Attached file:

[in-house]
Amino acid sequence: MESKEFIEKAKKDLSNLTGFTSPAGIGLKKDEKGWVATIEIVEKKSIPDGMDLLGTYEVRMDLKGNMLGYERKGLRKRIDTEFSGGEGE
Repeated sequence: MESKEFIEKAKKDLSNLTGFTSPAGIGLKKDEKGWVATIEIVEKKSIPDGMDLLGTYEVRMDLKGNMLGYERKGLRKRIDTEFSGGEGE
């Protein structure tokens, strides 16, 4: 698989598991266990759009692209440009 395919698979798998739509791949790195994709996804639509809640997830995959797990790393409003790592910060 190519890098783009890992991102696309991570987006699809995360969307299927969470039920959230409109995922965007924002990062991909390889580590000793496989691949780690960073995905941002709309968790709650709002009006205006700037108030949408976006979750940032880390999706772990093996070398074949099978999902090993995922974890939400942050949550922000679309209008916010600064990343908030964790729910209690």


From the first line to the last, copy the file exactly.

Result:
[in-house]
Amino acid sequence: MESKEFIEKAKKDLSNLTGFTSPAGIGLKKDEKGWVATIEIVEKKSIPDGMDLLGTYEVRMDLKGNMLGYERKGLRKRIDTEFSGGEGE
Repeated sequence: MESKEFIEKAKKDLSNLTGFTSPAGIGLKKDEKGWVATIEIVEKKSIPDGMDLLGTYEVRMDLKGNMLGYERKGLRKRIDTEFSGGEGE
């Protein structure tokens, strides 16, 4: 698989598991266990759009692209440009 395919698979798998739509791949790195994709996804639509809640997830995959797990790393409003790592910060 190519890098783009890992991102696309991570987006699809995360969307299927969470039920959230409109995922965007924002990062991909390889580590000793496989691949780690960073995905941002709309968790709650709002009006205006700037108030949408976006979750940032880390999706772990093996070398074949099978999902090993995922974890939400942050949550922000679309209008916010600064990343908030964790729910209690």